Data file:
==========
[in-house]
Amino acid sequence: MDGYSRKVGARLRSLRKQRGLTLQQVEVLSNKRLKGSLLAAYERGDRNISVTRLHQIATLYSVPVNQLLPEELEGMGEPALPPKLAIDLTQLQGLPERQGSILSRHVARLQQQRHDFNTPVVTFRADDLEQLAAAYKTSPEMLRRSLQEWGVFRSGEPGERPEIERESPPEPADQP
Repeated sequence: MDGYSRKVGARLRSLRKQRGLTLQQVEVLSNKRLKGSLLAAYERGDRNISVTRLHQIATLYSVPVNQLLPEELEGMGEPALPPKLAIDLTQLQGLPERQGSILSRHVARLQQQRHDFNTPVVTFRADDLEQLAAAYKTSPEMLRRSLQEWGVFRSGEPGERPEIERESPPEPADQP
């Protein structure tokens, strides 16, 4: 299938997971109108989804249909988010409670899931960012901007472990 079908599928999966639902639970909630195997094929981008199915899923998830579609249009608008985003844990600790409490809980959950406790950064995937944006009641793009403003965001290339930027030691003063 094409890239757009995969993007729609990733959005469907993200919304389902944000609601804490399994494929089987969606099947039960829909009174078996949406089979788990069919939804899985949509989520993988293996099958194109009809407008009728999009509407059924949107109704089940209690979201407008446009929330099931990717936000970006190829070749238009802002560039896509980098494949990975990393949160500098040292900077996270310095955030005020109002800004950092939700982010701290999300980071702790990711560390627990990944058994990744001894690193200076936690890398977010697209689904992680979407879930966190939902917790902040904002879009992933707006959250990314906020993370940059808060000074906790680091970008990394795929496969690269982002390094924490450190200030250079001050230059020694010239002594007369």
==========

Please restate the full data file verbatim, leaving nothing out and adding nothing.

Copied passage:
[in-house]
Amino acid sequence: MDGYSRKVGARLRSLRKQRGLTLQQVEVLSNKRLKGSLLAAYERGDRNISVTRLHQIATLYSVPVNQLLPEELEGMGEPALPPKLAIDLTQLQGLPERQGSILSRHVARLQQQRHDFNTPVVTFRADDLEQLAAAYKTSPEMLRRSLQEWGVFRSGEPGERPEIERESPPEPADQP
Repeated sequence: MDGYSRKVGARLRSLRKQRGLTLQQVEVLSNKRLKGSLLAAYERGDRNISVTRLHQIATLYSVPVNQLLPEELEGMGEPALPPKLAIDLTQLQGLPERQGSILSRHVARLQQQRHDFNTPVVTFRADDLEQLAAAYKTSPEMLRRSLQEWGVFRSGEPGERPEIERESPPEPADQP
């Protein structure tokens, strides 16, 4: 299938997971109108989804249909988010409670899931960012901007472990 079908599928999966639902639970909630195997094929981008199915899923998830579609249009608008985003844990600790409490809980959950406790950064995937944006009641793009403003965001290339930027030691003063 094409890239757009995969993007729609990733959005469907993200919304389902944000609601804490399994494929089987969606099947039960829909009174078996949406089979788990069919939804899985949509989520993988293996099958194109009809407008009728999009509407059924949107109704089940209690979201407008446009929330099931990717936000970006190829070749238009802002560039896509980098494949990975990393949160500098040292900077996270310095955030005020109002800004950092939700982010701290999300980071702790990711560390627990990944058994990744001894690193200076936690890398977010697209689904992680979407879930966190939902917790902040904002879009992933707006959250990314906020993370940059808060000074906790680091970008990394795929496969690269982002390094924490450190200030250079001050230059020694010239002594007369």